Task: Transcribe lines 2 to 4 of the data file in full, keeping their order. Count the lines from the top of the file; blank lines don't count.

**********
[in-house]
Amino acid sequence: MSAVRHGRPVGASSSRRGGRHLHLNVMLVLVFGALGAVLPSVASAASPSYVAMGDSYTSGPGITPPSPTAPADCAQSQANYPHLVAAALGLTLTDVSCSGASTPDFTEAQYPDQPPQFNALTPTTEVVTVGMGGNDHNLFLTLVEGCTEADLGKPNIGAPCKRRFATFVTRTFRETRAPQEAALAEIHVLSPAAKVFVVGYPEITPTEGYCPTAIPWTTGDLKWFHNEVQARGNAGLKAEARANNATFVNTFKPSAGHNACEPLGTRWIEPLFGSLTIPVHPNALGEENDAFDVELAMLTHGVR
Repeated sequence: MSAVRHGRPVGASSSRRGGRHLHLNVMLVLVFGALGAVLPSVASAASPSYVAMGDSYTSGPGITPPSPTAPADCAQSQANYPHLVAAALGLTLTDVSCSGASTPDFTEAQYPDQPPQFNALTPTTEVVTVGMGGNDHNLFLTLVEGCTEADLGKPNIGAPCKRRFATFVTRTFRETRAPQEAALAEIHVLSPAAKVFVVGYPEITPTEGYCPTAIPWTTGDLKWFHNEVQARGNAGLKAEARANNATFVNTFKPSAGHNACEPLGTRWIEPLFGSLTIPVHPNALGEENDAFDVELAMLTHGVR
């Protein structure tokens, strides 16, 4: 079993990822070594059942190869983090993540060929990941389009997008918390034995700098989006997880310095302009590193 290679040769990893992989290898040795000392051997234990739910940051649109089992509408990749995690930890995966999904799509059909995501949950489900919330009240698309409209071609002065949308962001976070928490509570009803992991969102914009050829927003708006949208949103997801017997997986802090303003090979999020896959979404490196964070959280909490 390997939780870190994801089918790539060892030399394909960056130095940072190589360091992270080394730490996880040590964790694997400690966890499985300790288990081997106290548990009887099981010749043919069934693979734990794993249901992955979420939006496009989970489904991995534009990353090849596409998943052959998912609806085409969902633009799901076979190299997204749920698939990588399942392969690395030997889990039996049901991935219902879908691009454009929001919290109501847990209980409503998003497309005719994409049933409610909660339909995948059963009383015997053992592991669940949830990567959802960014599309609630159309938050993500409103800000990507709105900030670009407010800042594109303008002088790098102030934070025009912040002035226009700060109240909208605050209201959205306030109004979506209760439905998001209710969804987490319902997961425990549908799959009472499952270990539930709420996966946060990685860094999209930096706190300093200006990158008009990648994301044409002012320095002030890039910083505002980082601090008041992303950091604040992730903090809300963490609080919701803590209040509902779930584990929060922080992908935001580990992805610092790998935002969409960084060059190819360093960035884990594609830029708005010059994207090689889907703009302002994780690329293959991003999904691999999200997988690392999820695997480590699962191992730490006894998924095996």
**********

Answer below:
Amino acid sequence: MSAVRHGRPVGASSSRRGGRHLHLNVMLVLVFGALGAVLPSVASAASPSYVAMGDSYTSGPGITPPSPTAPADCAQSQANYPHLVAAALGLTLTDVSCSGASTPDFTEAQYPDQPPQFNALTPTTEVVTVGMGGNDHNLFLTLVEGCTEADLGKPNIGAPCKRRFATFVTRTFRETRAPQEAALAEIHVLSPAAKVFVVGYPEITPTEGYCPTAIPWTTGDLKWFHNEVQARGNAGLKAEARANNATFVNTFKPSAGHNACEPLGTRWIEPLFGSLTIPVHPNALGEENDAFDVELAMLTHGVR
Repeated sequence: MSAVRHGRPVGASSSRRGGRHLHLNVMLVLVFGALGAVLPSVASAASPSYVAMGDSYTSGPGITPPSPTAPADCAQSQANYPHLVAAALGLTLTDVSCSGASTPDFTEAQYPDQPPQFNALTPTTEVVTVGMGGNDHNLFLTLVEGCTEADLGKPNIGAPCKRRFATFVTRTFRETRAPQEAALAEIHVLSPAAKVFVVGYPEITPTEGYCPTAIPWTTGDLKWFHNEVQARGNAGLKAEARANNATFVNTFKPSAGHNACEPLGTRWIEPLFGSLTIPVHPNALGEENDAFDVELAMLTHGVR
């Protein structure tokens, strides 16, 4: 079993990822070594059942190869983090993540060929990941389009997008918390034995700098989006997880310095302009590193 290679040769990893992989290898040795000392051997234990739910940051649109089992509408990749995690930890995966999904799509059909995501949950489900919330009240698309409209071609002065949308962001976070928490509570009803992991969102914009050829927003708006949208949103997801017997997986802090303003090979999020896959979404490196964070959280909490 390997939780870190994801089918790539060892030399394909960056130095940072190589360091992270080394730490996880040590964790694997400690966890499985300790288990081997106290548990009887099981010749043919069934693979734990794993249901992955979420939006496009989970489904991995534009990353090849596409998943052959998912609806085409969902633009799901076979190299997204749920698939990588399942392969690395030997889990039996049901991935219902879908691009454009929001919290109501847990209980409503998003497309005719994409049933409610909660339909995948059963009383015997053992592991669940949830990567959802960014599309609630159309938050993500409103800000990507709105900030670009407010800042594109303008002088790098102030934070025009912040002035226009700060109240909208605050209201959205306030109004979506209760439905998001209710969804987490319902997961425990549908799959009472499952270990539930709420996966946060990685860094999209930096706190300093200006990158008009990648994301044409002012320095002030890039910083505002980082601090008041992303950091604040992730903090809300963490609080919701803590209040509902779930584990929060922080992908935001580990992805610092790998935002969409960084060059190819360093960035884990594609830029708005010059994207090689889907703009302002994780690329293959991003999904691999999200997988690392999820695997480590699962191992730490006894998924095996």